Where Are Fertility Acupuncture Points?

If you are looking for a natural way to conceive, you should know where are fertility acupuncture points. The first five points are easily accessible and are situated on the front side of the body. You can stimulate them anytime of the day. While the last five are used during the luteal phase and while you’re pregnant. The Yin Tang point, between the eyebrows, is good for a number of reasons, including stress and insomnia. It can also help with focusing and reducing anxiety.

UB 23

There are several points on the thoracic spine that can be helpful when it comes to improving fertility. UB 23 is located on the 2nd thoracic vertebra, a point that is often supportive for menstrual cramps, irregular menstruation, and hormonal imbalance. Women who experience ejaculatory problems may also find that UB 23 is helpful in overcoming impotence. UB 23 is also helpful for women who experience menstrual cramps in their lower back or in menstrual irregularities. DU 4 is located at the midline of the spine and is often used for boosting the energy of the reproductive organs.

DU 4

Acupuncture has several benefits for infertility. The DU 4 is located in the midline on the spine, on the second thoracic lumbar vertebra. It supports the uterus and improves blood circulation to the reproductive organs. The DU 31 and DU 32 fertility acupuncture points are located on the upper part of the buttocks and help prevent lower back pain associated with infertility and irregular menstrual cycles.

Streitberger control

The Streitberger method involves acupuncture of specific fertility acupuncture points and the nearby control. This approach might not be the most effective method for examining the effectiveness of acupuncture on IVF. It could also be unreliable if the Streitberger points were not associated with the desired outcome. Future research is needed to assess the effect of acupuncture on IVF outcomes. But for now, there is no evidence to suggest that this method is ineffective.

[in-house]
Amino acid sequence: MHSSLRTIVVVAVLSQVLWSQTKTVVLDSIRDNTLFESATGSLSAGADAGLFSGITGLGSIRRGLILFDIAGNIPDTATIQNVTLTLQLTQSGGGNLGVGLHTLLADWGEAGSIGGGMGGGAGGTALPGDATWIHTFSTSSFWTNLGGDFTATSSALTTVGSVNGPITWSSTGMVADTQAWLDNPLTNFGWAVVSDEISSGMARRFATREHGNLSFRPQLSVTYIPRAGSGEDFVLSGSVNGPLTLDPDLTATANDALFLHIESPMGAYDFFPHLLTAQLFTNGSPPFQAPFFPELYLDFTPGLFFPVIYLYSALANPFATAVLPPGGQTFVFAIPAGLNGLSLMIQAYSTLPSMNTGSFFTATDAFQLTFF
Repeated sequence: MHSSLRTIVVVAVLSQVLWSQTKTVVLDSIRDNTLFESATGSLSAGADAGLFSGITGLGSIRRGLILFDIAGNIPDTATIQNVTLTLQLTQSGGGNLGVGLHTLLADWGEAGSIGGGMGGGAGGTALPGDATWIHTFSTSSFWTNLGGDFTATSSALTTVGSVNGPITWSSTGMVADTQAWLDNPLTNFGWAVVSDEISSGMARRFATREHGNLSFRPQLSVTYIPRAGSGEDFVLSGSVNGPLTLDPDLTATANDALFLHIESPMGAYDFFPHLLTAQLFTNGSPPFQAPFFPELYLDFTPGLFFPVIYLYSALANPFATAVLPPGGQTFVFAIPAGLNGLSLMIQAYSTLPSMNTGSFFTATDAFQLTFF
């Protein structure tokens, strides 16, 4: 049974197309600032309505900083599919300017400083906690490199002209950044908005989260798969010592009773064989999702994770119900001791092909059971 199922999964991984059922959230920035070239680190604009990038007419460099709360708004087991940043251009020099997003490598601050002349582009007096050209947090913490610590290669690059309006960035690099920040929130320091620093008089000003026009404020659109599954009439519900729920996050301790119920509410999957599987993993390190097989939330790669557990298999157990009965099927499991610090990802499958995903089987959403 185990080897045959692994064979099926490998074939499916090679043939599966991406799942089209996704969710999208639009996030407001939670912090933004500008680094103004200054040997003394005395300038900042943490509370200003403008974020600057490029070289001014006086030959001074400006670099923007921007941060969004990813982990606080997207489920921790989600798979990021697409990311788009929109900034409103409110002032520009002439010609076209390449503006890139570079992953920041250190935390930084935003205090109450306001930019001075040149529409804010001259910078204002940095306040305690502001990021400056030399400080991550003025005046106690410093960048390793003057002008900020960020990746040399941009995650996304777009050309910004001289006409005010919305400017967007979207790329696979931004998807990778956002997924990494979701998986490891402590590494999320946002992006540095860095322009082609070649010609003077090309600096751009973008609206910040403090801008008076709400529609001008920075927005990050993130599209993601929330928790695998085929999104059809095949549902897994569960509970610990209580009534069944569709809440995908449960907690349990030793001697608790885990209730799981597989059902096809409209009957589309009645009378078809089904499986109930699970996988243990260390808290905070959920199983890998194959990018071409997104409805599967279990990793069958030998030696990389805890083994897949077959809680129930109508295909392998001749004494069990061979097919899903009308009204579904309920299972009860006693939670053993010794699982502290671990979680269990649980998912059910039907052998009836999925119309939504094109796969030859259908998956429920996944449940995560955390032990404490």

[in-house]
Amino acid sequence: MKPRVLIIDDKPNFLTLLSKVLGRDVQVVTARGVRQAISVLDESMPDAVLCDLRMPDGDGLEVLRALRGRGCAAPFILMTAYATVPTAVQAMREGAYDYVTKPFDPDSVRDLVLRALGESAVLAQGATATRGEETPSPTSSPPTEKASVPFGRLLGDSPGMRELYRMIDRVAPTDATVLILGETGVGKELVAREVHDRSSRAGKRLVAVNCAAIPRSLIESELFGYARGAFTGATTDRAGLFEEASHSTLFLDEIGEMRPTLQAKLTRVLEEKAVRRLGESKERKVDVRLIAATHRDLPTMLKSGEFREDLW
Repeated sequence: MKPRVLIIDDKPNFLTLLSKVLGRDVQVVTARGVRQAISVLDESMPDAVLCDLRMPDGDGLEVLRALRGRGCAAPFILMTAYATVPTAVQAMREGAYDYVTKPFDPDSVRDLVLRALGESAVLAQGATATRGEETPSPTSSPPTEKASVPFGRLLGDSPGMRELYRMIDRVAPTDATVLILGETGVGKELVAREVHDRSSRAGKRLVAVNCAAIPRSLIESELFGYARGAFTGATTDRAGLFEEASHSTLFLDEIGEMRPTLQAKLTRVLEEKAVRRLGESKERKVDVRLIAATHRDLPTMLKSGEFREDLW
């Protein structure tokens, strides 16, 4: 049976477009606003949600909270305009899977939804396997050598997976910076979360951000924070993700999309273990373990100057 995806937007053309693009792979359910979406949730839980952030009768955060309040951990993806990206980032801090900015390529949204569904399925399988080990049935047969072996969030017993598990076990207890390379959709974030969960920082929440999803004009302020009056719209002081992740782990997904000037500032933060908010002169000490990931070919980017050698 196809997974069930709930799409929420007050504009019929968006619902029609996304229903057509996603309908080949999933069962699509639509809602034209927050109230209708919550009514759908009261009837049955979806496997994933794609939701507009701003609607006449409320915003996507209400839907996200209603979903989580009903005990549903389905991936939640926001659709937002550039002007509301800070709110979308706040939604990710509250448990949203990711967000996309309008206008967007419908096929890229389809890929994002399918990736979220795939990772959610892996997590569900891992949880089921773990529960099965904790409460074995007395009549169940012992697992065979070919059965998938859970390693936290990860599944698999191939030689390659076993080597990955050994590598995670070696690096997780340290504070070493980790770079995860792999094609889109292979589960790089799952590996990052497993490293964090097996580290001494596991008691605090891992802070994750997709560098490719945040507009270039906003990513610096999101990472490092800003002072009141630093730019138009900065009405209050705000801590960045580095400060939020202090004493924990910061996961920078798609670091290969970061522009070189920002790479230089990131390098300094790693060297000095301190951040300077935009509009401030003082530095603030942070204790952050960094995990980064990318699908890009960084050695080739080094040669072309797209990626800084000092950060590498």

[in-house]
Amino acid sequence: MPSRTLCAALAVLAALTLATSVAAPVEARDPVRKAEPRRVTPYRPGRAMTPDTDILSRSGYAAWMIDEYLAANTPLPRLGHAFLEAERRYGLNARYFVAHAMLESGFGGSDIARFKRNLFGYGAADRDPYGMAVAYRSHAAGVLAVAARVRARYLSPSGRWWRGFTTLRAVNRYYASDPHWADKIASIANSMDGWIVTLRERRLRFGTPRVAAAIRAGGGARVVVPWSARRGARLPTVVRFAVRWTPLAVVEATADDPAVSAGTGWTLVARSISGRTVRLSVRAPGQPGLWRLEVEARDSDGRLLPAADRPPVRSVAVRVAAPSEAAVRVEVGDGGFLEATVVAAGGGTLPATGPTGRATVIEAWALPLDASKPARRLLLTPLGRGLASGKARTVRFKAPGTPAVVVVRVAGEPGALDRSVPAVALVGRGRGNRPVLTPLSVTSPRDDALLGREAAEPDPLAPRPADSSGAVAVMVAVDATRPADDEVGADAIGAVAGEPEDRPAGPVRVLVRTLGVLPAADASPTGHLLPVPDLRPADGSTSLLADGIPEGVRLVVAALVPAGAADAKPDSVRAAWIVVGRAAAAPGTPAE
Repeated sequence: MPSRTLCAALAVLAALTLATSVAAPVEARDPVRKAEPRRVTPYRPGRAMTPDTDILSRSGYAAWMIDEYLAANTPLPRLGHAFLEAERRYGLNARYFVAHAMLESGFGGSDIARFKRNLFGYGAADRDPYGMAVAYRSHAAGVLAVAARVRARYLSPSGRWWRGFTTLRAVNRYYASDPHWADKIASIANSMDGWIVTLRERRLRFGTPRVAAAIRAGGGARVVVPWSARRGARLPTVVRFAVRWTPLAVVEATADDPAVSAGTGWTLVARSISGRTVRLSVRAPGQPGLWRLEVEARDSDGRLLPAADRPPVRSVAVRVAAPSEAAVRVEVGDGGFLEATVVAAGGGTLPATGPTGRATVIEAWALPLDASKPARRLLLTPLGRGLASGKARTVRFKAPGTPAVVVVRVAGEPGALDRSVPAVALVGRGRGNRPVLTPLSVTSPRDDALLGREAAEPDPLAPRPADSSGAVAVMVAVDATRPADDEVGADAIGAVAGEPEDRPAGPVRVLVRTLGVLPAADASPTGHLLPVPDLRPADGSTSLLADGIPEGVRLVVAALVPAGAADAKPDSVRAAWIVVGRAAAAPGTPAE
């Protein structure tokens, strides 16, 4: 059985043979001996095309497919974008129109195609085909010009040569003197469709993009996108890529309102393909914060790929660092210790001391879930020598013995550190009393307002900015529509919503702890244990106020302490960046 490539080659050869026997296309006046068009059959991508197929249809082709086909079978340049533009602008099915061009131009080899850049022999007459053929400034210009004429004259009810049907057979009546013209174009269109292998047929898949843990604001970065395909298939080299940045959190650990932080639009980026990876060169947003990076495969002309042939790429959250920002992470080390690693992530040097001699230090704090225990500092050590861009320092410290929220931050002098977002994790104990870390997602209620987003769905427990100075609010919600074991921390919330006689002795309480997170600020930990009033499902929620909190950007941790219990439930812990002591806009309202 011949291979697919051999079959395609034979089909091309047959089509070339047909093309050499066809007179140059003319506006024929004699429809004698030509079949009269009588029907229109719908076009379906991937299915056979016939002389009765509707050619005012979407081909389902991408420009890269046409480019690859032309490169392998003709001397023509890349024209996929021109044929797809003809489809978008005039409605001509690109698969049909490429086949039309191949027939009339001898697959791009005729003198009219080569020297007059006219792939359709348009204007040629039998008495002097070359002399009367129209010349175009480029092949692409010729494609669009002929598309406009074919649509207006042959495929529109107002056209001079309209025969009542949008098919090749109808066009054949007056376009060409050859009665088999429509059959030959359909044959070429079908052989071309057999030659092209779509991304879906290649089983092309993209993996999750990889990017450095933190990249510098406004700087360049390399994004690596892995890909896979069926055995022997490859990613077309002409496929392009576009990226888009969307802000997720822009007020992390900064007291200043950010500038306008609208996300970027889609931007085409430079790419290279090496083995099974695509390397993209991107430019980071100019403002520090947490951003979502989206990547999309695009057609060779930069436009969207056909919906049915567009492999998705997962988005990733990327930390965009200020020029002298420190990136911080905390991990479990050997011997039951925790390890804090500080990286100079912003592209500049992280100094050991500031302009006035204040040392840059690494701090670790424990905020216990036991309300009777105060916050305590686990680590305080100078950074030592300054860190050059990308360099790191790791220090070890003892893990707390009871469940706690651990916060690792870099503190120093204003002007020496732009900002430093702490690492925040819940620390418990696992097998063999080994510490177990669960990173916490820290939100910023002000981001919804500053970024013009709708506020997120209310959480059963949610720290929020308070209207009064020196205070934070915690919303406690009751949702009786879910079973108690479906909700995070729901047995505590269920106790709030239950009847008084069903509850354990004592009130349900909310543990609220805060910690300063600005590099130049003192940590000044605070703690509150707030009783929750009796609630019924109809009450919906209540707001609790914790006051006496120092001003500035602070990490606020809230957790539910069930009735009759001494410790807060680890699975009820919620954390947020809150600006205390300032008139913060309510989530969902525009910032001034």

Electroacupuncture

If you’ve been trying to conceive but aren’t getting pregnant, acupuncture might be the answer. This ancient form of medicine regulates the female menstrual cycle and improves communication between the brain and ovaries, resulting in improved implantation and sperm health. Stress can affect fertility hormones, affecting ovulation and the women’s menstrual cycle. Stress can also lower testosterone and decrease the quality of sperm.

Menstrual cramps

Chinese medicine can help you conceive by stimulating specific points on the body to regulate your menstrual cycle. This process is known as the follicular phase and it begins on day one of your menstrual cycle. During the follicular phase, your hypothalamus sends signals to the pituitary gland to release follicular stimulating hormone (FSH). This hormone stimulates the egg cells in your ovaries to mature and release estrogen. When this happens, the dominant egg cell matures and releases estrogen, preparing the lining of your uterus for pregnancy. Throughout this process, acupuncture can support your ovaries and help you achieve pregnancy.

Miscarriage prevention

Chinese medicine has been used to prevent miscarriage for more than 2000 years. Miscarriage is a painful and emotional experience, and western medicine is unlikely to diagnose the cause until several pregnancies have ended in miscarriage. However, Chinese medicine can help you get back on track and prevent miscarriages in the future by strengthening your body’s weak points and regulating your hormonal imbalance. Several points in the abdomen, spleen, and uterus can help re-build your smooth uterine lining.

Stress reduction

In a recent study, researchers found that acupuncture treatments for stress reduction can improve the positive pregnancy outcomes for IVF patients. This technique provides important therapeutic interventions for patients undergoing fertility treatments. Researchers conducted this study at the Pacific Centre for Reproductive Medicine in Burnaby, British Columbia. The study was observational and prospective. The authors would like to thank the University of Pittsburgh for its approval of the study. This study has a variety of potential implications for fertility care.